Guess what! Chinese watch most porn at work, survey finds | sex and relationships | Hindustan Times
Today in New Delhi, India
Jan 23, 2017-Monday
-°C
New Delhi
  • Humidity
    -
  • Wind
    -

Guess what! Chinese watch most porn at work, survey finds

sex and relationships Updated: May 30, 2015 15:38 IST
IANS
Highlight Story

A-survey-revealed-that-China-has-the-most-number-of-people-watching-porn-at-work

China has the most number of people watching porn at work, revealed a global research study conducted by Blue Coat Systems, a market leader in enterprise security.

The survey found that at 19%, China topped the list for number of people viewing adult content sites on a work device followed by Mexico (10%) and Britain (9%).

The survey conducted by independent research firm Vanson Bourne for Blue Coat with 1580 respondents across 11 countries found that universally, workers visited pornographic websites despite being aware of the risks to their companies.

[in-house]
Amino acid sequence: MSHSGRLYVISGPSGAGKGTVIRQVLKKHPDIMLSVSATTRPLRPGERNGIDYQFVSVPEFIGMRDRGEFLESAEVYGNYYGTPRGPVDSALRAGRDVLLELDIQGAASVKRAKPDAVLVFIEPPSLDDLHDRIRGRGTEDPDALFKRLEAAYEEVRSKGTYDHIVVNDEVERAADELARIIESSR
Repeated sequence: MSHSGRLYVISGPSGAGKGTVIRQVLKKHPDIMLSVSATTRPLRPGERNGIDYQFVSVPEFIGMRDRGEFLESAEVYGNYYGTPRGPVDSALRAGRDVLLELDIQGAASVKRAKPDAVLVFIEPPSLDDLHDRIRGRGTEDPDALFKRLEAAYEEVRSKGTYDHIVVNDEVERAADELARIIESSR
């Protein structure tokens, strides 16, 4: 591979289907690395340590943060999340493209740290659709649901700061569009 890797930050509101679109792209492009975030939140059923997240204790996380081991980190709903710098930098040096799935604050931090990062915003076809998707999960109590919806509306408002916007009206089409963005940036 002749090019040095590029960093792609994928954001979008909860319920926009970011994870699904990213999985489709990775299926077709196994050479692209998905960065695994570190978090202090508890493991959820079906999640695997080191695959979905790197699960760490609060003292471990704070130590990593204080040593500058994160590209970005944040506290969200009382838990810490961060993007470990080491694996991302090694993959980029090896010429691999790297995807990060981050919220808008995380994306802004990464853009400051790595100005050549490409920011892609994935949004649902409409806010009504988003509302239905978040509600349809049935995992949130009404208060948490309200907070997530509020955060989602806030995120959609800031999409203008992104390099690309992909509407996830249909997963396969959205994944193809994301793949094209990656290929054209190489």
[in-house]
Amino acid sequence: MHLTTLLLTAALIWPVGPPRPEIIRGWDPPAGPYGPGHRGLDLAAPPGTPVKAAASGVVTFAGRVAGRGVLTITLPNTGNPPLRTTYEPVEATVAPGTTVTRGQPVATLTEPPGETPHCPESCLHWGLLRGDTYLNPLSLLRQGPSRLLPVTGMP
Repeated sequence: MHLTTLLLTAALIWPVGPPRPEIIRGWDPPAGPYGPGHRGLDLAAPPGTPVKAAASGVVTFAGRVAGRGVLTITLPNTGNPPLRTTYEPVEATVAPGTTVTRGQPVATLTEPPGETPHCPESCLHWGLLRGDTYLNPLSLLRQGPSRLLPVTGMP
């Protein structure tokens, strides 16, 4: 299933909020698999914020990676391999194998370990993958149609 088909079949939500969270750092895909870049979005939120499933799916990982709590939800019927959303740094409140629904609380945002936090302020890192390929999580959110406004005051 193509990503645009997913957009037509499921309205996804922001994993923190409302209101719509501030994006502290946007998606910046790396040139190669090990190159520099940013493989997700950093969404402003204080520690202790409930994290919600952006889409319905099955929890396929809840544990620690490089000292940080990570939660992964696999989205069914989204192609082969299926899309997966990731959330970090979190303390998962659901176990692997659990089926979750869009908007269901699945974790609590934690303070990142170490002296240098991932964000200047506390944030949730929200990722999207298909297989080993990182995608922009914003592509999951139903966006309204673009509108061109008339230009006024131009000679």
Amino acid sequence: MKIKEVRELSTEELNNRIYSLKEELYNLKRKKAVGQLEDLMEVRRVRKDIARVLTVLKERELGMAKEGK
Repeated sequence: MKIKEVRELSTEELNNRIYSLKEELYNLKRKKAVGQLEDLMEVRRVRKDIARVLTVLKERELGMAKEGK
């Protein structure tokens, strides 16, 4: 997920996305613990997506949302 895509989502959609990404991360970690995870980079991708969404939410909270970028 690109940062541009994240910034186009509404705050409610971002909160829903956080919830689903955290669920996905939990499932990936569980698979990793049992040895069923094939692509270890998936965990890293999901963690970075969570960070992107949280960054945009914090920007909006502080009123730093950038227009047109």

"While the majority of employees are aware of cyber security risks, in practice, most still take chances," said Hugh Thompson, Chief Technical Officer for Blue Coat Systems.

Pornography is one of the most popular methods of hiding malware or malicious content.

"Even though awareness is high of the threat posed by adult content sites, workers are still visiting these potentially dangerous sites," Blue Coat Systems said in a statement.

While 37% of respondents in Singapore said they used new applications without IT department's permission, 33% in Britain and 30% in India and Mexico did the same.

Australia and France were the lowest offenders at 14% and 16%, respectively.

Nearly two out of five employees (41%) used social media sites for personal reasons at work.

"It is a serious risk to businesses as cyber criminals hide malware on shortened links and exploit encrypted traffic to deliver payloads," the survey said.

"In addition, this risky behaviour can leave both sensitive corporate and personal data open to being stolen and used immediately, stored for future use, or sold into a thriving black market where compromised corporate and personal identities are traded globally," the authors wrote.

"It is no longer realistic to prevent employees from using them, so businesses need to find ways to support these technology choices while simultaneously mitigating the security risks, the authors suggested.